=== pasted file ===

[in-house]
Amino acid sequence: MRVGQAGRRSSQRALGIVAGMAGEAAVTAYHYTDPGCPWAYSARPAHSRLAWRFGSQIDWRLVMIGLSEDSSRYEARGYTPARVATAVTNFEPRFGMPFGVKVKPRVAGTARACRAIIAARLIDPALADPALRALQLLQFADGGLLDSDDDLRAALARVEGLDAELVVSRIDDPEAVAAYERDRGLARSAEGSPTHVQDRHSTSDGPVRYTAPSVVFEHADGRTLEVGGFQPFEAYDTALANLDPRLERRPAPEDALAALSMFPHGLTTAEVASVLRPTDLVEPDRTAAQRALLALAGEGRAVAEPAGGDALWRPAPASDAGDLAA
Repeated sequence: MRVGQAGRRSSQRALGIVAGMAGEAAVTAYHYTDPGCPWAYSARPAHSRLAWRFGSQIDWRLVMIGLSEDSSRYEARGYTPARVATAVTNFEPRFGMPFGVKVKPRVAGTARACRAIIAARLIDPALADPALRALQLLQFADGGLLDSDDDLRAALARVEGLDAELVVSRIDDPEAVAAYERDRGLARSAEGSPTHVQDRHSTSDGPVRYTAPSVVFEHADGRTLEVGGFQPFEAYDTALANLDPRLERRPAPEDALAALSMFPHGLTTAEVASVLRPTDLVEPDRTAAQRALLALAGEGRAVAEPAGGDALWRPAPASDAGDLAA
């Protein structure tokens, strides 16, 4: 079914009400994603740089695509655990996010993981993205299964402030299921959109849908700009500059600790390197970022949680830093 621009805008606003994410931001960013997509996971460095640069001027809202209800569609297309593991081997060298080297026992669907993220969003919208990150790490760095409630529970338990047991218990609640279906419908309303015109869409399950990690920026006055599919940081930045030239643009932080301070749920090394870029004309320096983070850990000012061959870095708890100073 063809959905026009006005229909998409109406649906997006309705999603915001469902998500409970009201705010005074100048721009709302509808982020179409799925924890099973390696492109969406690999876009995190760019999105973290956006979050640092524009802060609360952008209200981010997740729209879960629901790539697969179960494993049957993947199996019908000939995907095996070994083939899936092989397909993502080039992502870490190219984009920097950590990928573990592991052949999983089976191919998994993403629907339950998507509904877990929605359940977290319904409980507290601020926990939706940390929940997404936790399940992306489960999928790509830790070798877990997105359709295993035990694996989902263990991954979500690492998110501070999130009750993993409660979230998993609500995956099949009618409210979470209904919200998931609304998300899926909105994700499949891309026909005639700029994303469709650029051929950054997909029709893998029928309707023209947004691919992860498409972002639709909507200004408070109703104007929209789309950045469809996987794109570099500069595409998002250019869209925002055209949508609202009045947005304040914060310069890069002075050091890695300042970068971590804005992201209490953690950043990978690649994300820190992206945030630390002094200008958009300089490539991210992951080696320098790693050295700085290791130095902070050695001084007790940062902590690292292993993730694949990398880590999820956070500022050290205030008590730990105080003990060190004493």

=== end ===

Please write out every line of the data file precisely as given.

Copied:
[in-house]
Amino acid sequence: MRVGQAGRRSSQRALGIVAGMAGEAAVTAYHYTDPGCPWAYSARPAHSRLAWRFGSQIDWRLVMIGLSEDSSRYEARGYTPARVATAVTNFEPRFGMPFGVKVKPRVAGTARACRAIIAARLIDPALADPALRALQLLQFADGGLLDSDDDLRAALARVEGLDAELVVSRIDDPEAVAAYERDRGLARSAEGSPTHVQDRHSTSDGPVRYTAPSVVFEHADGRTLEVGGFQPFEAYDTALANLDPRLERRPAPEDALAALSMFPHGLTTAEVASVLRPTDLVEPDRTAAQRALLALAGEGRAVAEPAGGDALWRPAPASDAGDLAA
Repeated sequence: MRVGQAGRRSSQRALGIVAGMAGEAAVTAYHYTDPGCPWAYSARPAHSRLAWRFGSQIDWRLVMIGLSEDSSRYEARGYTPARVATAVTNFEPRFGMPFGVKVKPRVAGTARACRAIIAARLIDPALADPALRALQLLQFADGGLLDSDDDLRAALARVEGLDAELVVSRIDDPEAVAAYERDRGLARSAEGSPTHVQDRHSTSDGPVRYTAPSVVFEHADGRTLEVGGFQPFEAYDTALANLDPRLERRPAPEDALAALSMFPHGLTTAEVASVLRPTDLVEPDRTAAQRALLALAGEGRAVAEPAGGDALWRPAPASDAGDLAA
């Protein structure tokens, strides 16, 4: 079914009400994603740089695509655990996010993981993205299964402030299921959109849908700009500059600790390197970022949680830093 621009805008606003994410931001960013997509996971460095640069001027809202209800569609297309593991081997060298080297026992669907993220969003919208990150790490760095409630529970338990047991218990609640279906419908309303015109869409399950990690920026006055599919940081930045030239643009932080301070749920090394870029004309320096983070850990000012061959870095708890100073 063809959905026009006005229909998409109406649906997006309705999603915001469902998500409970009201705010005074100048721009709302509808982020179409799925924890099973390696492109969406690999876009995190760019999105973290956006979050640092524009802060609360952008209200981010997740729209879960629901790539697969179960494993049957993947199996019908000939995907095996070994083939899936092989397909993502080039992502870490190219984009920097950590990928573990592991052949999983089976191919998994993403629907339950998507509904877990929605359940977290319904409980507290601020926990939706940390929940997404936790399940992306489960999928790509830790070798877990997105359709295993035990694996989902263990991954979500690492998110501070999130009750993993409660979230998993609500995956099949009618409210979470209904919200998931609304998300899926909105994700499949891309026909005639700029994303469709650029051929950054997909029709893998029928309707023209947004691919992860498409972002639709909507200004408070109703104007929209789309950045469809996987794109570099500069595409998002250019869209925002055209949508609202009045947005304040914060310069890069002075050091890695300042970068971590804005992201209490953690950043990978690649994300820190992206945030630390002094200008958009300089490539991210992951080696320098790693050295700085290791130095902070050695001084007790940062902590690292292993993730694949990398880590999820956070500022050290205030008590730990105080003990060190004493």